What to do if arrested in Ocean County NJ
You must be informed of your rights in your language
If you or someone you know does not speak English, New Jersey law guarantees your right to be informed of your rights and Miranda Rights in your language. In New Jersey, if you do not understand English the law allows for you to be informed in a language that you understand, because to the contrary is the same as not being informed at all. Nearly a third of New Jersey residents now speak a language other than English at home and the population of people who were born outside the U.S. continues to grow, new Census data shows.
Be aware that if you claim not to speak or understand English, you may have to prove this in court. So, don’t pretend not to understand. If the court thinks that you are holding back or intentionally wasting the court’s time and resources, it will almost for sure backfire. Don’t go there.
Under the U.S. and New Jersey Constitutions, before you can be questioned, you must be informed that you have the right to remain silent with a warning that any statement you do make may be used as evidence against you. Furthermore, every person has the right to an attorney. You can retain your own attorney or one will be appointed for you by the court. It is smart to be prepared: know your rights.
Allow a qualified criminal defense attorney at Bronzino Law Firm to evaluate your case and explore all possible defenses under the rules of the law. Contact us online or by telephone at 732-812-3102 for an initial confidential consultation.
Your Miranda Rights in a Monmouth County Arrest
Miranda Rights are meant to protect you against coerced confessions and the infringement upon a your Fifth, Sixth and Fourteenth Amendment Rights. Miranda has an intended secondary affect, as well. It keeps our law enforcement transparently honest while reinforcing equal protection and due process.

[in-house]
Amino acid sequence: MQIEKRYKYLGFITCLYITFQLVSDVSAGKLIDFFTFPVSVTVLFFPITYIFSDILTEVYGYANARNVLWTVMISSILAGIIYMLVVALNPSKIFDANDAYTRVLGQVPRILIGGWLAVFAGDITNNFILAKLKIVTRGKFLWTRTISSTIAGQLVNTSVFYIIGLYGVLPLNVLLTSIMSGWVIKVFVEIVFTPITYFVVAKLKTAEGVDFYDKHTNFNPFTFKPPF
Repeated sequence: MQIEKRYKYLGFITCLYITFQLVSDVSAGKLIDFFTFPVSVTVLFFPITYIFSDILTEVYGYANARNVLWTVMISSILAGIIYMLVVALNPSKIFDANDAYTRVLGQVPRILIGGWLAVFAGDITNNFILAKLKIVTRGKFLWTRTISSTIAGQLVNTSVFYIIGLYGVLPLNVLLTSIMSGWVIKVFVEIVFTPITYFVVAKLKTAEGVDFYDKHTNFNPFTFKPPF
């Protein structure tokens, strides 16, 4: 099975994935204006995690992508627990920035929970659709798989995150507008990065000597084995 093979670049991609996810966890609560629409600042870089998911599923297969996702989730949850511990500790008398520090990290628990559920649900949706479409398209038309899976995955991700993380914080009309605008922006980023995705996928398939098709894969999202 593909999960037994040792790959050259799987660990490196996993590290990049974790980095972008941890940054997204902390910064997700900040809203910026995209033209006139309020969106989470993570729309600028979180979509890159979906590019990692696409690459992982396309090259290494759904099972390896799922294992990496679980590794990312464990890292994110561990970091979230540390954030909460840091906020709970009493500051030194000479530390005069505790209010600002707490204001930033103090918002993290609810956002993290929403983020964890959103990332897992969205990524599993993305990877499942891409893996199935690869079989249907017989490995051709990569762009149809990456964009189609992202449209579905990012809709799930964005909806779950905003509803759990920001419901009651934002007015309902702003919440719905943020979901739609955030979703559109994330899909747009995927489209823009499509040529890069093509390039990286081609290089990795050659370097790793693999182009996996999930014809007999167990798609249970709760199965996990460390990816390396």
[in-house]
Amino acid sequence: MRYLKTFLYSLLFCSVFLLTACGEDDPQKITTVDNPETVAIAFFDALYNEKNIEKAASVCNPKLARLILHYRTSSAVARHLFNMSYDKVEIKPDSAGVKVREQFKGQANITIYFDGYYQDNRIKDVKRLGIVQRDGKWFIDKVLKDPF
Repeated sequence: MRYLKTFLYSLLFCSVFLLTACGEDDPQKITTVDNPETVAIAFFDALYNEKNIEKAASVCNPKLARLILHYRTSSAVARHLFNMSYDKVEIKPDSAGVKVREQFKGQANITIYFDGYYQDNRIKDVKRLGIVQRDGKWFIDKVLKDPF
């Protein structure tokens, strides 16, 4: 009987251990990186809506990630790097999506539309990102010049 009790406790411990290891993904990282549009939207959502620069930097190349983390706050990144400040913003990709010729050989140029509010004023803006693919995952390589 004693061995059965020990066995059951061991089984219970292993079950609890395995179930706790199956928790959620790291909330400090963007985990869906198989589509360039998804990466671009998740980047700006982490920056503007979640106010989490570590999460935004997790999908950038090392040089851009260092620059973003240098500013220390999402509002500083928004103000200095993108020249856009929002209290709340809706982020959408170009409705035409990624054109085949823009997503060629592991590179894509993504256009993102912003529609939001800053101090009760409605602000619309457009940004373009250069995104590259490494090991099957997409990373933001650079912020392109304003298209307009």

However, Miranda only applies under specific conditions: The person arrested must be in police custody and under interrogation.
Sometimes people think that if the police didn’t read Miranda Rights at the arrest scene, then the arrest is somehow illegal or invalid. Don’t make this mistake if you are arrested or detained. Miranda rights are only relevant in the context of custodial interrogations or consent requests when a person is in custody.
What to say to a Brick or Toms River Police Officer if you are arrested?”
The best response is not what you see in most movies. The answer to the question above is to say nothing or say very little while remaining respectful, using appropriate language, and being compliant without compromising your rights.
For most people, being confronted by a law enforcement officer is not an everyday occurrence and can be very frightening. Frequently, people are not sure how to respond during such an encounter. A typical reaction can range from fear which inspires a flee response, to one of over-compliance where a person will talk too much in an effort to be collaborative.
Obey, but also know your rights during a traffic stop or being detained Ocean and Monmouth Counties
For the most part, we know that everyone must obey an officer, but we also know that we have constitutional rights. Be prepared by having a clear idea about what your rights are. The stress of a police encounter leads many people to simply capitulate to whatever the officer wants. Be firm and respectful, and be prepared for a potentially unhappy officer. Unfortunately, there are officers who tend to get so accustomed to complete and automatic compliance that they react angrily when people surprise them invoking their rights.
Pay attention and listen carefully to what the officer is requesting or asking